It could even be understood that the act of a doctor ordering imaging may make you feel there is something more serious going on. You can image if a bone spur, or other structural issue was found, you might feel hesitant to move into certain directions for fear of aggravating that THING. Avoiding movements perpetuates stiffness and weakness and can lead to inactivity. As a physical therapist, my entire job is to get people back to doing what they love and so this makes me so sad. When patients are prefaced with this information, we then not only have to address the pain but the fear as well.

The kermit picture says "THE TRUTH: Sometimes it is ugly."

Finally, a lot of orthopedic issues can be diagnosed from your history and a physical exam. In physical therapy school we are taught special tests out the wazoo! These are tests we perform on you to see what hurts, what's weak, and what doesn't move well. We cluster them together to help us understand what tissue is giving you an issue. Ha, you like that rhyme? We gather this information and we can treat the actual cause of your pain. In fact, I don't like to look at a patient's MRI because as mentioned above, some things are shown that may not be the cause of the pain and I don't want it to bias my physical exam. If it's available, I'll look at it after. One last study that I hope will give you more confidence in your treatment without having an MRI illustrates that our bodies can heal! How about that?! Have you ever healed from a cut, a burn, a strain, a sprain? Yes it's TRUE!

Some newer research(4) is showing that even those pesky herniated (bulging) discs can reduce or even heal with time!

This study looked at 106 patients with herniated discs AND low back pain. They performed an MRI at the onset of the study and then again 1 year later and found that 76% of the bulging discs had reduced or totally resolved. In the image to the left, pictures A and B are from the start of the study and C and D show how the disc bulge has decreased in a year.

In conclusion, in the absence of a suspicion of something serious, imaging can lead to unnecessary surgery, unnecessary costs, fear and reported lower heath, and finally it is just plain excessive in certain situations. Often you can be treated successfully without imaging.

If you are wondering why your doctor didn't order imaging then you should be saying "Phew!!! I'm going to be just fine."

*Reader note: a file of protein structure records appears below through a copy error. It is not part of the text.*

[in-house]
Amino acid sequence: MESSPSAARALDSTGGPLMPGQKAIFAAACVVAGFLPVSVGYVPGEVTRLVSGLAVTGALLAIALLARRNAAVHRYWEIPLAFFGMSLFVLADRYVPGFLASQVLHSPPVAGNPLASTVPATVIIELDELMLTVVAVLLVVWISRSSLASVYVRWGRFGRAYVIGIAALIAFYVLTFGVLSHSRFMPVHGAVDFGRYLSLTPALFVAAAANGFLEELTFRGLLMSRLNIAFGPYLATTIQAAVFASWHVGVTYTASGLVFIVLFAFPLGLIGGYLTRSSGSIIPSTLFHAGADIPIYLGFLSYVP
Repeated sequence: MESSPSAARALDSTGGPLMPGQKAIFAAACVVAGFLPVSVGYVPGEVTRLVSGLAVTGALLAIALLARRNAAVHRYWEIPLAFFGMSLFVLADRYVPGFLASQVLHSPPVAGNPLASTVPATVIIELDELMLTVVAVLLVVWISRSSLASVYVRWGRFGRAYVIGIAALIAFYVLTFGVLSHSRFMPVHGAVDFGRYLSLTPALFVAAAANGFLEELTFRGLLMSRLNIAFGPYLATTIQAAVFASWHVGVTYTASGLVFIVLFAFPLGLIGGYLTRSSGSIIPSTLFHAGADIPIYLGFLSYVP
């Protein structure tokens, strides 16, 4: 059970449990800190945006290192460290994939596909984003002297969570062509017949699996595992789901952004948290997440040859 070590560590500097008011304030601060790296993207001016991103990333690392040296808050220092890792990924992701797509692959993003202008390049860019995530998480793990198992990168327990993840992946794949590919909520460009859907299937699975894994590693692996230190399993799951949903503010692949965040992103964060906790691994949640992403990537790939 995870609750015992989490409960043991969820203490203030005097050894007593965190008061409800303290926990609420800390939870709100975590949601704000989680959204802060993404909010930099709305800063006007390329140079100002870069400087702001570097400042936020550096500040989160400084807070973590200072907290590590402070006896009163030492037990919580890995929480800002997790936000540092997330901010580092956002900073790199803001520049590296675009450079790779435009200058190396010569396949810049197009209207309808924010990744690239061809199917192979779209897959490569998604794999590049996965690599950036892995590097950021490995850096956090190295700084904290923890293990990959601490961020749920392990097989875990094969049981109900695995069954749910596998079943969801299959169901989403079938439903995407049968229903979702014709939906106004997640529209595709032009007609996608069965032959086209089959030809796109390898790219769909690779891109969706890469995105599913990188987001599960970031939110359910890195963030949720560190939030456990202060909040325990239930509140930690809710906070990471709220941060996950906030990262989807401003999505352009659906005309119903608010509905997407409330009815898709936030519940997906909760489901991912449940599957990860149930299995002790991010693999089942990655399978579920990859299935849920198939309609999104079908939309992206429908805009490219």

I'd be interested to hear your comments on this one. Also, references are all the way at the bottom of the page.


If you would like advice on your situation, text me at (512)763-0556. I am happy to find a time we can talk about what is going on and your next best steps.


DISCLAIMER: THIS WEBSITE DOES NOT PROVIDE MEDICAL ADVICE. The information, including but not limited to, text, graphics, images and other material contained on this website are for informational purposes only. No material on this site is intended to be a substitute for professional medical advice, diagnosis or treatment. Always seek the advice of your physician or other qualified health care provider with any questions you may have regarding a medical condition or treatment and before undertaking a new health care regimen, and never disregard professional medical advice or delay in seeking it because of something you have read on this website.



  1. Brinjikji W, Luetmer PH, Comstock B, et al. Systematic literature review of imaging features of spinal degeneration in asymptomatic populations. AJNR Am J Neuroradiol. 2015;36(4):811-816. doi:10.3174/ajnr.A4173

  2. Schwartzberg R, Reuss BL, Burkhart BG, Butterfield M, Wu JY, McLean KW. High Prevalence of Superior Labral Tears Diagnosed by MRI in Middle-Aged Patients With Asymptomatic Shoulders. Orthop J Sports Med. 2016 Jan 5;4(1):2325967115623212. doi: 10.1177/2325967115623212. PMID: 26779556; PMCID: PMC4710128

  3. D. Kendrick, K. Fielding, E. Bentley, R. Kerslake, P. Miller, M. Pringle. Radiography of the lumbar spine in primary care patients with low back pain: randomised controlled trial. BMJ, 322 (2001), pp. 400-405

  4. Yì Xiáng J. Wáng, Ai-Min Wu, Fernando Ruiz Santiago, Marcello H. Nogueira-Barbosa, Informed appropriate imaging for low back pain management: A narrative review, Journal of Orthopaedic Translation,Volume 15,2018,Pages 21-34,ISSN 2214-031X, (